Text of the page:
One of the most difficult problems for communities to deal with when forests become overgrown, is the lack of water caused by too many thirsty trees. This lack of water has a devastating effect on those same trees, leaving them susceptible to catastrophic wildfires that destroy the very forests we are trying to protect
The Wichita Eagle recently released an article that highlights the need to keep trees and ground vegetation under control in order to protect the public lands we all treasure, as was proven in the recent Anderson Creek fire, the largest recorded wildfire in the history of Kansas. Read the entire article HERE.
Rancher Brian Alexander stepped over a tiny stream and into waist-high grasses, bushes, brambles and wildflowers.
“Six months ago, this was mostly bare dirt under a canopy of red cedars,” Alexander said. “This spring probably hasn’t run in the last 20 years because of all the cedars taking water.”
Rising from this small valley and neighboring prairie were the charred skeletons of cedars that would never sap water or growing space from the Red Hills again.
Alexander’s 7,000 acres were part of the estimated 390,000 acres burned in late March by the Anderson Creek Fire, which started in Oklahoma before moving north into Kansas. The horrific blaze was named for its ignition spot in Oklahoma.
It is the biggest wildfire in Kansas history.
The fire led to the deaths of hundreds of cattle, damaged or destroyed millions of dollars’ worth of fencing and torched several homes and other possessions.
But now ranchers are finding a silver lining in the massive fire.
Rancher Mark Huddler
“It’s kind of the best of times coming out of the worst of times,” said Mark Huddler, a rancher who lost 27 miles of fence and several buildings. “We’ve got water in streams that haven’t run for years because the fire decimated so many cedars.”
An Oklahoma State University study says a 12-inch cedar tree can use up to 42 gallons of water per day. Many thousands of cedars died in the fire.
“What’s been the worst fire is going to become the second-worst fire if we don’t pay attention to this,” said Ted Alexander, Brian’s father. “This will happen again.”
Controlled burning, proponents argue, is the only way to rid the prairie of cedar trees and other fuel and prevent another major wildfire.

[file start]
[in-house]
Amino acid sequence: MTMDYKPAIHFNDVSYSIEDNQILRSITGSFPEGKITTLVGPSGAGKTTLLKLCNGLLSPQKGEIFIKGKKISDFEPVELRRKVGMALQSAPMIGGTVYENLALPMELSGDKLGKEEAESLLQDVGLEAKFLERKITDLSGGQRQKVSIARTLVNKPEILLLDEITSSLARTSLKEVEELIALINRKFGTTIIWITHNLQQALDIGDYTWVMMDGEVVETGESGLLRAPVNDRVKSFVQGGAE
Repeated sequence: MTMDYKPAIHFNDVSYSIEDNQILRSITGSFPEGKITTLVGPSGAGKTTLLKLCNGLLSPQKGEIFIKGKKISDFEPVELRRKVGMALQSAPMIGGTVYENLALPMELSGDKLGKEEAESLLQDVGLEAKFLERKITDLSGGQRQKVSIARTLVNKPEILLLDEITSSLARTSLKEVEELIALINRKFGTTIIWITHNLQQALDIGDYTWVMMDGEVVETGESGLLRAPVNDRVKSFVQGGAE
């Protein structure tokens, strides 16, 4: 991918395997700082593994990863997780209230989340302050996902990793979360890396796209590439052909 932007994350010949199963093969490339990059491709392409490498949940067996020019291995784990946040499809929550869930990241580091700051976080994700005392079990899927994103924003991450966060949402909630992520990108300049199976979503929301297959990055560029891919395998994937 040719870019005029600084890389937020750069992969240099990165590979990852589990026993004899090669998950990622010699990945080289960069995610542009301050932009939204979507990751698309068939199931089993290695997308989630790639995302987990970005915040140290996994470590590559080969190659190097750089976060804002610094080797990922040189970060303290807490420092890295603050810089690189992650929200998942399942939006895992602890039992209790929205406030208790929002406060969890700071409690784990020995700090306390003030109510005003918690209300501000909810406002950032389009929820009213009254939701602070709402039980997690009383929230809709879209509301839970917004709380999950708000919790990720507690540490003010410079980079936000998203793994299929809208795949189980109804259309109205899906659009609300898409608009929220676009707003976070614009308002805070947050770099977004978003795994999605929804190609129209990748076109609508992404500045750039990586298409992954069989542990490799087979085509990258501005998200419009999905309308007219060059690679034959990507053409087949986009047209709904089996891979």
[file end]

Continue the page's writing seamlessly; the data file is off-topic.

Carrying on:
“Prairie needs fire almost as much as it needs water if it’s going to stay healthy,” Ted Alexander said.Worst fire in state history
As long as there has been lightning and grass, fire has been part of the Red Hills, a geographic region known for buttes, rugged canyons and great grazing about 90 miles southwest of Wichita.
Early people like the Comanche once burned the prairie so their horses could feed on the regrowth of tender grass.
But along with settlers came the fear of fire. Farmers and most ranchers did their best to quickly extinguish all blazes. That has become easier with the advent of better firefighting equipment, instant communications and access through maintained roads.
But the best gear was largely ineffective on the Anderson Creek blaze. Rick Wesley, Barber County rural fire chief, said he couldn’t have designed better conditions for such a blaze.
[Many] said it was the proliferation of cedar trees that repeatedly turned the battle in favor of the fire. Even live cedar trees are combustible and literally explode, sending embers into the air.
“We’d have had a chance if it wasn’t for the trees,” Brian Alexander said, “but with them, we had the fire jumping a quarter- to a half-mile at a time.”
Ranches owned by Brian Alexander, Brass, Huddler and Johnson – totaling nearly 32,000 acres – were at least 99 percent burned. Another ranch lost around 200 cattle.
Wesley said at least 11 structures were destroyed, including four houses. Matt Teagarden of the Kansas Livestock Association said his group conservatively estimates 1,000 miles of fencing was destroyed or damaged. At an average of $10,000 per mile, fencing costs alone could total $10 million for the region.
It would only be fair, Brian Alexander said, if ranchers got some financial assistance removing cedars from the Red Hills. Hiring specialized machinery can run more than $100 per hour.
“We’re talking about cedar trees, but what we’re really dealing with is water,” he said. “That’s the most valuable natural resource on the planet.
“This could be our chance to make a difference.”
We're grateful that there was no loss of human life in this devastating fire and hope that we can urge citizens and government to work together to protect our lands and the precious natural resources that thrive there.